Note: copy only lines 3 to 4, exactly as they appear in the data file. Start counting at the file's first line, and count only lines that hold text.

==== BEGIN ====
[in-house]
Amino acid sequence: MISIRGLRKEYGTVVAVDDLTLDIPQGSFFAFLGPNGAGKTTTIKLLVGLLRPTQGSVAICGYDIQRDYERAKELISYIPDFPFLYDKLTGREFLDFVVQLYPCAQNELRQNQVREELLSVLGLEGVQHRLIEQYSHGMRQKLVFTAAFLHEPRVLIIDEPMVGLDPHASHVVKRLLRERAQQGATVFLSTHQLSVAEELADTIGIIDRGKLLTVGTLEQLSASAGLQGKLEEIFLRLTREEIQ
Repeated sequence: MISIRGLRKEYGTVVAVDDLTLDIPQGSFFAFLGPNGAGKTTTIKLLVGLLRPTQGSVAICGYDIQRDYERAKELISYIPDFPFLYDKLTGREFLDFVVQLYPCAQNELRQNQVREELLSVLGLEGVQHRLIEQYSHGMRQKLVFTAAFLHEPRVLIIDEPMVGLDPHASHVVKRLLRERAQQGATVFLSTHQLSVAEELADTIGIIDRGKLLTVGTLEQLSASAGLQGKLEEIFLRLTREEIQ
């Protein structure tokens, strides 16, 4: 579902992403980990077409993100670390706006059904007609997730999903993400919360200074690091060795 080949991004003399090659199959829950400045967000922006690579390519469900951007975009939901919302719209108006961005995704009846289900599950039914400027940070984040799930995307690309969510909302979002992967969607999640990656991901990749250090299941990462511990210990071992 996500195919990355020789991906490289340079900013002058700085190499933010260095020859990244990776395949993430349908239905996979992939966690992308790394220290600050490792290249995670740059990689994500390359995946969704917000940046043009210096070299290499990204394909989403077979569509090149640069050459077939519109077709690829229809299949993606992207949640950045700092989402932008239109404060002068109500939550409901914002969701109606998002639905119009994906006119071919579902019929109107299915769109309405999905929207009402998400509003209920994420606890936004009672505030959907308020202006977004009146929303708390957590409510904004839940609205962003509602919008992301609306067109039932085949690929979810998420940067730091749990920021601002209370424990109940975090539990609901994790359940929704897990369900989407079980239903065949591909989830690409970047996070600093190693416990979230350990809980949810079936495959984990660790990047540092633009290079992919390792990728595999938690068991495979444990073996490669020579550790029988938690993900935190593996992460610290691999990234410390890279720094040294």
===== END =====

Repeated sequence: MISIRGLRKEYGTVVAVDDLTLDIPQGSFFAFLGPNGAGKTTTIKLLVGLLRPTQGSVAICGYDIQRDYERAKELISYIPDFPFLYDKLTGREFLDFVVQLYPCAQNELRQNQVREELLSVLGLEGVQHRLIEQYSHGMRQKLVFTAAFLHEPRVLIIDEPMVGLDPHASHVVKRLLRERAQQGATVFLSTHQLSVAEELADTIGIIDRGKLLTVGTLEQLSASAGLQGKLEEIFLRLTREEIQ
């Protein structure tokens, strides 16, 4: 579902992403980990077409993100670390706006059904007609997730999903993400919360200074690091060795 080949991004003399090659199959829950400045967000922006690579390519469900951007975009939901919302719209108006961005995704009846289900599950039914400027940070984040799930995307690309969510909302979002992967969607999640990656991901990749250090299941990462511990210990071992 996500195919990355020789991906490289340079900013002058700085190499933010260095020859990244990776395949993430349908239905996979992939966690992308790394220290600050490792290249995670740059990689994500390359995946969704917000940046043009210096070299290499990204394909989403077979569509090149640069050459077939519109077709690829229809299949993606992207949640950045700092989402932008239109404060002068109500939550409901914002969701109606998002639905119009994906006119071919579902019929109107299915769109309405999905929207009402998400509003209920994420606890936004009672505030959907308020202006977004009146929303708390957590409510904004839940609205962003509602919008992301609306067109039932085949690929979810998420940067730091749990920021601002209370424990109940975090539990609901994790359940929704897990369900989407079980239903065949591909989830690409970047996070600093190693416990979230350990809980949810079936495959984990660790990047540092633009290079992919390792990728595999938690068991495979444990073996490669020579550790029988938690993900935190593996992460610290691999990234410390890279720094040294």